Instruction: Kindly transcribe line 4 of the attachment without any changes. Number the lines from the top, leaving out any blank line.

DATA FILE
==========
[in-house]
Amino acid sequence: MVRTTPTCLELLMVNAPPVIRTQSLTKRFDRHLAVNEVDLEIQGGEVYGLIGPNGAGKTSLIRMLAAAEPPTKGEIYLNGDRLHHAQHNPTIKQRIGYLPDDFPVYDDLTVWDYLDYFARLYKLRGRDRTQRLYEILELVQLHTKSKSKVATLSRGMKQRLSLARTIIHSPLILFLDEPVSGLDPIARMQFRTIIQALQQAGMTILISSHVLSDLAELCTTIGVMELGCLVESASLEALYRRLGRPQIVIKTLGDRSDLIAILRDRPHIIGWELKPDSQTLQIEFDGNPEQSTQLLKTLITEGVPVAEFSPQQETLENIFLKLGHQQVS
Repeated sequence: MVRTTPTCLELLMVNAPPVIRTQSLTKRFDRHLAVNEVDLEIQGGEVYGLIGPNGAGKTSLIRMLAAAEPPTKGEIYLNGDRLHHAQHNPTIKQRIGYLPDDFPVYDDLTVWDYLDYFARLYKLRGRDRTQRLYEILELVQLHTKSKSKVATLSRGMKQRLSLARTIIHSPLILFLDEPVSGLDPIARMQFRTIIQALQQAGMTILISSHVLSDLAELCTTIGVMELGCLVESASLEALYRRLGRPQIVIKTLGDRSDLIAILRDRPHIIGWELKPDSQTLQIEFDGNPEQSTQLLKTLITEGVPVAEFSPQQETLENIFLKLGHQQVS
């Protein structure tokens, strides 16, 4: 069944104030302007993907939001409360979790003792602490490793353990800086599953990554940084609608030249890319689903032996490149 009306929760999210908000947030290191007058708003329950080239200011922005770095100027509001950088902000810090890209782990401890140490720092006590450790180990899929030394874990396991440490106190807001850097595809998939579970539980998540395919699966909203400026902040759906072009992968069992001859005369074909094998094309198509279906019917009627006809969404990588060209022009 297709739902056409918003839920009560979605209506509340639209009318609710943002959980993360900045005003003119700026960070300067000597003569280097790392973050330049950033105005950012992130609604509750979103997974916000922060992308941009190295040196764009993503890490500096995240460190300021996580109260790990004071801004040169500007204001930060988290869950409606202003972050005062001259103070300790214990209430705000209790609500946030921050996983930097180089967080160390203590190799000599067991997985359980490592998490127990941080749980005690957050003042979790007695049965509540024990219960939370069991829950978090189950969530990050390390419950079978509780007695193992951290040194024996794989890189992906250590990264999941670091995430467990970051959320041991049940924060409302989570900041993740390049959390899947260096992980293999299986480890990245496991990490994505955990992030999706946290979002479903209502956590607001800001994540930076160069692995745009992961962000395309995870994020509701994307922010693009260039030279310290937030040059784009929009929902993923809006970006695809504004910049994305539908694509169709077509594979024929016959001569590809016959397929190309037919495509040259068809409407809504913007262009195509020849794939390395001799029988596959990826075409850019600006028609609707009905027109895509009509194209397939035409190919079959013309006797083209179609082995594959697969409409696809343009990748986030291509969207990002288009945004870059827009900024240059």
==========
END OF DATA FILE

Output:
């Protein structure tokens, strides 16, 4: 069944104030302007993907939001409360979790003792602490490793353990800086599953990554940084609608030249890319689903032996490149 009306929760999210908000947030290191007058708003329950080239200011922005770095100027509001950088902000810090890209782990401890140490720092006590450790180990899929030394874990396991440490106190807001850097595809998939579970539980998540395919699966909203400026902040759906072009992968069992001859005369074909094998094309198509279906019917009627006809969404990588060209022009 297709739902056409918003839920009560979605209506509340639209009318609710943002959980993360900045005003003119700026960070300067000597003569280097790392973050330049950033105005950012992130609604509750979103997974916000922060992308941009190295040196764009993503890490500096995240460190300021996580109260790990004071801004040169500007204001930060988290869950409606202003972050005062001259103070300790214990209430705000209790609500946030921050996983930097180089967080160390203590190799000599067991997985359980490592998490127990941080749980005690957050003042979790007695049965509540024990219960939370069991829950978090189950969530990050390390419950079978509780007695193992951290040194024996794989890189992906250590990264999941670091995430467990970051959320041991049940924060409302989570900041993740390049959390899947260096992980293999299986480890990245496991990490994505955990992030999706946290979002479903209502956590607001800001994540930076160069692995745009992961962000395309995870994020509701994307922010693009260039030279310290937030040059784009929009929902993923809006970006695809504004910049994305539908694509169709077509594979024929016959001569590809016959397929190309037919495509040259068809409407809504913007262009195509020849794939390395001799029988596959990826075409850019600006028609609707009905027109895509009509194209397939035409190919079959013309006797083209179609082995594959697969409409696809343009990748986030291509969207990002288009945004870059827009900024240059």